Through support from the IHDSC Seed Award program, Drs. Sumie Okazaki, Stella Flores, and Sebastian Cherng examine college access and persistence among urban Asian American students. Working closely with a community partner, the Coalition for Asian American Children and Families (CACF), the team has conducted interviews with New York City-based high school and college students to better understand the students’ decision making process, their transitions to college, and factors that facilitate or impede their adjustment in college. Dr. Cherng recently spoke to On the Ground about early findings, gender gaps favoring girls, and the history behind their work. His comments were edited for clarity and length.
There are decades worth of work that look at trajectories into college. In the research realm we call this life course or pathways. When researchers see Department of Education administrative data on kids in kindergarten through their transition into University, we get to see these pathways. As a researcher, it’s almost as if you’re sitting next to them as they go from middle school to high schools and college. In this body of literature, we know a lot about certain groups of youth, but we know actually very little about Asian American youth.
I think Asian Americans are not perceived as a policy problem in education research. Asian American is one of the more recent racial categories in the U.S and it encompasses almost 60% of the world population in one grouping. After 1965, the U.S. lifted restrictions on immigration from Asia, yet a large share of those who were able to make the journey came over for graduate degrees, like my parents. The typical immigrant that comes to United States is middle class, and the typical Asian immigrant that comes to the United States is also middle class. New York City, which has the largest Asian American population in the United States, is very in different from other U.S cities because it also has a very diverse Asian American population. For example, when you say “Chinese” in New York City, it can describe two large and different groups that have different outcomes.
Our seed award project is uniquely positioned in that a) we’re in New York City and we have access to administrative data and b) Sumie Okazaki is an expert in Asian American psychology and also expert qualitative researcher, and c) Stella Flores is an expert on racial/ethnic disparities in higher education. Stella Flores and I worked on the datasets and they reveal these broad inequalities. We are also asking Asian American high school and college age students and about their experiences. It’s this mixed methods and dual-pronged project to figure out: How are Asian Americans doing when we drill down into a precise definition of different subgroups? If they’re doing well or if they’re doing not doing well, what are the actual mechanisms?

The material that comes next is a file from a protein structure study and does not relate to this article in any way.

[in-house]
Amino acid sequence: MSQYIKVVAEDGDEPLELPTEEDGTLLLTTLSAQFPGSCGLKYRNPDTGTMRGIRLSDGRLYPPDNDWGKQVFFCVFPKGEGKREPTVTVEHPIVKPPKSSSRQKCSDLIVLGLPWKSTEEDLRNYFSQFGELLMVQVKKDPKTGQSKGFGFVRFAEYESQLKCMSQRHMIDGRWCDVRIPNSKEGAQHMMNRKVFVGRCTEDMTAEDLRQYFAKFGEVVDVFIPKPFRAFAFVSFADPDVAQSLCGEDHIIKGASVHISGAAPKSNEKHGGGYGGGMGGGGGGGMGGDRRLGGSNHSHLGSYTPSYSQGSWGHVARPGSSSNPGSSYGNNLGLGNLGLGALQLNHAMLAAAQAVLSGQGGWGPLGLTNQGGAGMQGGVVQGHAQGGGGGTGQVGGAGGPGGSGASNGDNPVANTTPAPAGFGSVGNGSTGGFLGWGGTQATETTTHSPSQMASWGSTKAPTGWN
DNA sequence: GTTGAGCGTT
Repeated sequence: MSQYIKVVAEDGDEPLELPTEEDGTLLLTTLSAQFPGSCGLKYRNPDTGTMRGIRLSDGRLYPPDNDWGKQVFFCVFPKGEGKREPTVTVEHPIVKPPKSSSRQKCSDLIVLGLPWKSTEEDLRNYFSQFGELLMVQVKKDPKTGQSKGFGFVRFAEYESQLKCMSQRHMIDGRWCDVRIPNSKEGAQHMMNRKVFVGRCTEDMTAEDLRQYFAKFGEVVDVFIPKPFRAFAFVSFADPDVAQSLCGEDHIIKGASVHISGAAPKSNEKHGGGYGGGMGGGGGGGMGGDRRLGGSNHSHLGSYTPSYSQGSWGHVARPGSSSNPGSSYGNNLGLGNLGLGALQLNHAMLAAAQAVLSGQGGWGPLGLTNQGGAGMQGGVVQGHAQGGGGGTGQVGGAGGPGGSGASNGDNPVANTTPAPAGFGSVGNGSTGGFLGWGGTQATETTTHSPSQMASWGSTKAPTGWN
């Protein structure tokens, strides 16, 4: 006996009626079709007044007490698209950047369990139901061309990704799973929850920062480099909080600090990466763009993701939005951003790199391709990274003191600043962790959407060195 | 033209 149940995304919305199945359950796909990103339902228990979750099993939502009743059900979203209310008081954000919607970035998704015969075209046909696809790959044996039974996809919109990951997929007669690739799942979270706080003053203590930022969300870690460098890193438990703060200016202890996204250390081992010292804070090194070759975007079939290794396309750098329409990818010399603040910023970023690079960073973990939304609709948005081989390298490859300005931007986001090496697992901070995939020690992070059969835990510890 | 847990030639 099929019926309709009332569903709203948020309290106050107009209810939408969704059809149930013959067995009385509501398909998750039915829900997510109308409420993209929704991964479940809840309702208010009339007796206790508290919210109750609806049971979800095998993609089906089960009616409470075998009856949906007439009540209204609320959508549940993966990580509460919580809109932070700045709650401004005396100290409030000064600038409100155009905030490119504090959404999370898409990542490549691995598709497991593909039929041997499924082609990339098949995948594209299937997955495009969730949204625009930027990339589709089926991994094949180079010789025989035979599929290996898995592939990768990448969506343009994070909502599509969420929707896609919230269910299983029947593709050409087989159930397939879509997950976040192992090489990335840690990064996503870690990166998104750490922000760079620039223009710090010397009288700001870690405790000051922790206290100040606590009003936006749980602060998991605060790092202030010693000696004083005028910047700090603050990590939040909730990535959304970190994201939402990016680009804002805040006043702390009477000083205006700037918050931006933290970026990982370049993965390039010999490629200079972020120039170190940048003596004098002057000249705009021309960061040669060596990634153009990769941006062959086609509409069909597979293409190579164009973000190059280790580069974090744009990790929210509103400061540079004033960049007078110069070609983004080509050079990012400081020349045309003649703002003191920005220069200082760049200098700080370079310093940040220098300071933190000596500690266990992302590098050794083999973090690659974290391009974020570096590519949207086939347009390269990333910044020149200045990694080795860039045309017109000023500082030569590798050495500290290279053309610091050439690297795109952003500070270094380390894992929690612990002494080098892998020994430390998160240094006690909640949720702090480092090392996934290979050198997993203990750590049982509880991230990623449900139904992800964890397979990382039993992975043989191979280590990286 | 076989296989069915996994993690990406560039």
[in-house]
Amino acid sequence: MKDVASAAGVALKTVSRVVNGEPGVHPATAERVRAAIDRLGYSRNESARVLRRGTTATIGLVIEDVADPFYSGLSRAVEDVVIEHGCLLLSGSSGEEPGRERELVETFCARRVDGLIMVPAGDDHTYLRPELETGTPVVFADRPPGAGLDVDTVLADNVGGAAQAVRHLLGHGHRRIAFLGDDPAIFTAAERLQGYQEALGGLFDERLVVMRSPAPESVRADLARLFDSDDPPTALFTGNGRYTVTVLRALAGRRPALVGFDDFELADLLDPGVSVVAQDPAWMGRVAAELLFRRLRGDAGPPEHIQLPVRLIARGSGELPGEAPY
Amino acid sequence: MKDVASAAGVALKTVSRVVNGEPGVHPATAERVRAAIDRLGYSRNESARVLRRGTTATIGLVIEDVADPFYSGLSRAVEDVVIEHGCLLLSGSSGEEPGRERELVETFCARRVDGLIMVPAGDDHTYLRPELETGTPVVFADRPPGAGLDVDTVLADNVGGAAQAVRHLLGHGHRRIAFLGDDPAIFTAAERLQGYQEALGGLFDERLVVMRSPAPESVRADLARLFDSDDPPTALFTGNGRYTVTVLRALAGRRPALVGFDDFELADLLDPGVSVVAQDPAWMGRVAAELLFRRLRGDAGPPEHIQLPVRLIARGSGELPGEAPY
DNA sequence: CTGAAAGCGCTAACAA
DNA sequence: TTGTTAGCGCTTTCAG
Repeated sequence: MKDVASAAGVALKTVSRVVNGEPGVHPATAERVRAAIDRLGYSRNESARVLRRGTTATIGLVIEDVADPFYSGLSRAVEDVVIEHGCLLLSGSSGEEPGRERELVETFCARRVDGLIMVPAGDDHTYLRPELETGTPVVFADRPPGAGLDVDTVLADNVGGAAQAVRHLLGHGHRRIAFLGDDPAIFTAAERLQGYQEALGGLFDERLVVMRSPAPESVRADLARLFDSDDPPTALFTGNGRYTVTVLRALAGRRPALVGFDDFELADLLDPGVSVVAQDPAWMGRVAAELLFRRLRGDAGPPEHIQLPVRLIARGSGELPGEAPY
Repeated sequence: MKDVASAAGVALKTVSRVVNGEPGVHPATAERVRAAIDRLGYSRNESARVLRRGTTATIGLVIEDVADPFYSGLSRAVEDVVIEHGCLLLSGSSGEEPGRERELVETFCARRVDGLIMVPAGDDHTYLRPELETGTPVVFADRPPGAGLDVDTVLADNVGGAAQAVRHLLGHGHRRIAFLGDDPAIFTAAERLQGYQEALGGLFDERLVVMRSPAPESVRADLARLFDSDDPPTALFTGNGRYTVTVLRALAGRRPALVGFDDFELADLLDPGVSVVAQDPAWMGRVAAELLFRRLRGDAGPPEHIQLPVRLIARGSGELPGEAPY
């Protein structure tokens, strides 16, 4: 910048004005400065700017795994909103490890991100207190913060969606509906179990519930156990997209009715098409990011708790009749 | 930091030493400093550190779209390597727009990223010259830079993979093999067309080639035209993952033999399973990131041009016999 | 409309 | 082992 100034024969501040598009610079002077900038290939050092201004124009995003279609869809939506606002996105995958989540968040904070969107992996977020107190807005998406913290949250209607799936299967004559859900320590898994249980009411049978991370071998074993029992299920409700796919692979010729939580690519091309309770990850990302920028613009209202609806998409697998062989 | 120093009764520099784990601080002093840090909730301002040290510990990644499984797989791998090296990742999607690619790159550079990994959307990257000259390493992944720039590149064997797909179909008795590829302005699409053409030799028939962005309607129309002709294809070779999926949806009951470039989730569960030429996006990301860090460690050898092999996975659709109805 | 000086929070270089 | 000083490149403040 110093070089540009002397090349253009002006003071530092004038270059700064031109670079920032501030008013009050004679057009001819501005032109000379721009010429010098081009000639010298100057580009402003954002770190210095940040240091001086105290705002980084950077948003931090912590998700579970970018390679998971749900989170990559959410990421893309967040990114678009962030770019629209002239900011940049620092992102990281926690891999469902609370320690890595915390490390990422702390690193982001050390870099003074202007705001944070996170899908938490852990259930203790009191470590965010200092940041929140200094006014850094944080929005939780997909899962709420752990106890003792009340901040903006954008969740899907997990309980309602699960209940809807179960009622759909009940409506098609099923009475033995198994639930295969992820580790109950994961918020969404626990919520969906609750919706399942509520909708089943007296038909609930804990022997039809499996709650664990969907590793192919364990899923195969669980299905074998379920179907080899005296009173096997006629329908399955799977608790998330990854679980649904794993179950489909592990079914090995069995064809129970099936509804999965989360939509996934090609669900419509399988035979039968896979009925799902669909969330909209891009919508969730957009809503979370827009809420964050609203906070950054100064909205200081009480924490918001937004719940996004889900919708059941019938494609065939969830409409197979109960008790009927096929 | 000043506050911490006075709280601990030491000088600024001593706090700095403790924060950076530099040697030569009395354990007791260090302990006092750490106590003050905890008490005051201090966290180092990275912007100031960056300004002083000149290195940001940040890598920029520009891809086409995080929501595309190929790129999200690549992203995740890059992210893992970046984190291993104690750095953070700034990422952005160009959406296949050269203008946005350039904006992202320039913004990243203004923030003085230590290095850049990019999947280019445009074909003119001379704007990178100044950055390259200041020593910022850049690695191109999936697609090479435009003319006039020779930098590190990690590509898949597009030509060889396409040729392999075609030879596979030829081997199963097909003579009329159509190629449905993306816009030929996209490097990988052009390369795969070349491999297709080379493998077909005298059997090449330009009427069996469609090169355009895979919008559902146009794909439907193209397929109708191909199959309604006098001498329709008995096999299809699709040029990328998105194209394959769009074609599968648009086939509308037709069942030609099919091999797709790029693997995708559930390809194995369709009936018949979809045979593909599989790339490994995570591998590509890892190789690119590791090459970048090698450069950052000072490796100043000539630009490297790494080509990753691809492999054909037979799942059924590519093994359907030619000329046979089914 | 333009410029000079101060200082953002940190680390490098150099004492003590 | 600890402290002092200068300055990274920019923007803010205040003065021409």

There’s a huge difference between foreign-born Asian Americans and their US-born counterparts who in many ways are stereotypes as high achieving “model minorities.” Those born outside of the US have far lower academic outcomes. This pattern was true for foreign-born versus native-born Whites as well, although gaps were smaller. But then for Black and LatinX, foreign-born groups actually do slightly better.
Another finding was looking at gender differences. In immigration research there is this large characterization of immigrant parents being very tough on girls, and in some in ways that could perhaps serve as barriers to their educational achievement. Tough, not necessarily in terms of grades, but in terms of will parents let their child travel far for school or does the student have to take care of their siblings at home? Oftentimes in the quantitative realm we measure that by gender gaps, and in the United States, like most places in the world, gender gaps in education actually means how much girls are doing better than boys.
The technical term is gender gaps favoring girls, and our reference group was U.S. born White girls versus U.S. born White boys. Girls do better than boys, but then if you look across the other racial/ethnic and US/non-US born categories, those girls actually do even better than compared to boys. In other words, the gender gap favoring girls is smallest among native-born White and biggest among other groups. So that’s something that will be interesting to look at and it was particularly large among foreign-born groups. Not just foreign-born Asian American, but all groups.
Gaps, however, don’t speak to absolute levels of achievement. The descriptive patterns we find may actually reflect that boys across groups may actually be doing not really that great. It’s not that girls are doing amazingly well, it’s that they’re doing better than the boys and the boys are doing really not that great. The gap gets bigger.
We also looked at gaps in poverty. Here, the poverty gaps are not that large which means that it’s bad to be poor and it’s somewhat uniformly bad to be poor. It’s not worse for a native-born White girl who is poor versus a foreign-born Asian American boy, it’s just uniformly not good.
Dr. Sebastian Cherng is an Assistant Professor of International Education in the department of Applied Statistics, Social Science, and Humanities. Visit IHDSC’s website to learn more about the Seed Award program.